Learner Centered Approach

In learner-centered approach, teachers can choose elements of the traditional and constructivist approaches that are appropriate for particular learning situations (Atagi, 2002: 3).

The learner-centered approach is the most promoted approach of learning reform, but it is often single-mindedly misinterpreted as adopting a set of teaching devices such as field trips, group learning, discussions, and report writing (ONEC, 2000c cited by Atagi, 2002: 51).

The learner-centered approach is actually a principle in which the importance is given to learners, and ideally, it encourages the development of individuals' thinking skills (Atagi, 2002: 51).

The learner-centered approach does not mean that students go on field trips or are involved in group discussion all the time, Many teachers misunderstand that the learner-centered as a tool, but it is actually a principle. The National Education Act B.E. 2542 says learners are most important, meaning that teachers should choose appropriate instructional modes for students sake. For certain content, lecture is most appropriate. That's still leaner-centered (Atagi, 2002: 53).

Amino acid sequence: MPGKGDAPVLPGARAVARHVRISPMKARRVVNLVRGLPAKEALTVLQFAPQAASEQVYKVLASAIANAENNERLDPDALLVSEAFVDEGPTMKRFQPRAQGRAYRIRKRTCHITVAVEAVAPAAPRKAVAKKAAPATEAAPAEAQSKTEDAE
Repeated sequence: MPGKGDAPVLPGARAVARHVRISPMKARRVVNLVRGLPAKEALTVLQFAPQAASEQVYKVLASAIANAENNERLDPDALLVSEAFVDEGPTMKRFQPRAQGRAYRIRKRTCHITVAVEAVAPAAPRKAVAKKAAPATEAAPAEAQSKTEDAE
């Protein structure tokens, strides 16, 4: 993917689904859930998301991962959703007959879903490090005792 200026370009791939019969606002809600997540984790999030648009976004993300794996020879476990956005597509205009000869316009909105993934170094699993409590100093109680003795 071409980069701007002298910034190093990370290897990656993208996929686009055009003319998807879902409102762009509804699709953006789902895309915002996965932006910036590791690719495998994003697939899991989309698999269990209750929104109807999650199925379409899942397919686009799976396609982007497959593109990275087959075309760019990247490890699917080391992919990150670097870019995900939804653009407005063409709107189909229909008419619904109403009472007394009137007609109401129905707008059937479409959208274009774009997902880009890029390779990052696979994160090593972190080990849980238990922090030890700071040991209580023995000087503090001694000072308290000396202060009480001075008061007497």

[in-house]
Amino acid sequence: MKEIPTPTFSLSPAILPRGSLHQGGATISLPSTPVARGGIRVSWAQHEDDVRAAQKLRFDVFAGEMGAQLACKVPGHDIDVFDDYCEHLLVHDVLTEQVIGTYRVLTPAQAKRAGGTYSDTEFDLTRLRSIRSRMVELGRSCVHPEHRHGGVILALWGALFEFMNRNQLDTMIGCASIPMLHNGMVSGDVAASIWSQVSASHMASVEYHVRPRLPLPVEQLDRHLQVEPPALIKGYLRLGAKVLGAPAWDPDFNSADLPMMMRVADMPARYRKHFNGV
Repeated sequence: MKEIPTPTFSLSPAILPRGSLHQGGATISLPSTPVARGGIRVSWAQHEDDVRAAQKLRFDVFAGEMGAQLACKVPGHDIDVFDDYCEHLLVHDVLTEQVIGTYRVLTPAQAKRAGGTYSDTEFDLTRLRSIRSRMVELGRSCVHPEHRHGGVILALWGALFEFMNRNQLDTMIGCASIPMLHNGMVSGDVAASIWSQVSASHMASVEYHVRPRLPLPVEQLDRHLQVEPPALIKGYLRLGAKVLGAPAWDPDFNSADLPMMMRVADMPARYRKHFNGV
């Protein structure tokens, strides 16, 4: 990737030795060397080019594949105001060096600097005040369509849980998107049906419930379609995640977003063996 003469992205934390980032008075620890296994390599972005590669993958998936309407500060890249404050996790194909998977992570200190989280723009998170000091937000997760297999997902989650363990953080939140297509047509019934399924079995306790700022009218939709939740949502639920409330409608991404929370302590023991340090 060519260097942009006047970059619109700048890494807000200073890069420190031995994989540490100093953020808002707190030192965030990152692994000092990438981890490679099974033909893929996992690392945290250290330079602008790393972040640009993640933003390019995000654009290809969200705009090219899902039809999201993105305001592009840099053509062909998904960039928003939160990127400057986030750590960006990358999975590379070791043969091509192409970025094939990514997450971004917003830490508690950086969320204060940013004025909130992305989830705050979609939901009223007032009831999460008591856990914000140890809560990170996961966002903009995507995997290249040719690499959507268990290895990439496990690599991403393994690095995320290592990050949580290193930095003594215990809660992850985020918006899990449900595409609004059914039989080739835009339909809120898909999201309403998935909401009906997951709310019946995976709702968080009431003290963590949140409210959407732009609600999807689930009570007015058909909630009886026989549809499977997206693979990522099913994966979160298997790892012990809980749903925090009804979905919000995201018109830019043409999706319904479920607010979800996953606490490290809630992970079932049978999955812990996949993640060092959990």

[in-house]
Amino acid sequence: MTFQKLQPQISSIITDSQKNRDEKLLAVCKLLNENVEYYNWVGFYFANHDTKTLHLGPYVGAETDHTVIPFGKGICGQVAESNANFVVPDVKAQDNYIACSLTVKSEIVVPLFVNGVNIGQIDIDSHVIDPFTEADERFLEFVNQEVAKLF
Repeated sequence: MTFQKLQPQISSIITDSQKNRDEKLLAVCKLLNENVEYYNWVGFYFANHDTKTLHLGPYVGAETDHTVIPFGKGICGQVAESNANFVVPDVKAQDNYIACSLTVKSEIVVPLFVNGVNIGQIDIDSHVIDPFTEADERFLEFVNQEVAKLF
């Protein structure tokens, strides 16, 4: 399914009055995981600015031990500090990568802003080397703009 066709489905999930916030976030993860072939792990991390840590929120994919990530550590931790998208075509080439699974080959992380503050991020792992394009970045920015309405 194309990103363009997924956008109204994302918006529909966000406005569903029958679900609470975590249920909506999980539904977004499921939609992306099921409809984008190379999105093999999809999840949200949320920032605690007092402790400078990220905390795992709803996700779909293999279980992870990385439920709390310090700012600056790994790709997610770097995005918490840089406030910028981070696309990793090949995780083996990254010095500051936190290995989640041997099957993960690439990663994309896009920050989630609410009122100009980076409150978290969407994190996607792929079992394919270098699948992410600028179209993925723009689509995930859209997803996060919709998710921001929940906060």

The learner-centered approach is for educators to choose the best pedagogy for learners (Atagi, 2002: 53).

The leaner-center approach necessitates a learner's participation in perception, thinking, action, and evaluation. Teachers and instructors need to learn new roles as facilitators and advisors, design learning activities and experiences, provide encouragement, and assist learners in playing their roles and discovering their own capabilities (Khemmani, 2006: 118).

Teachers are expected to provide to provide learning experiences that allow all students to become independent learners. The learning experiences should also support knowledge, skills, and attitudes so that students can develop into good, happy, and smart persons—specific goals of education articulated in the national Thai curriculum (MOE, 2002 cited by Khemmani, 2006: 118).

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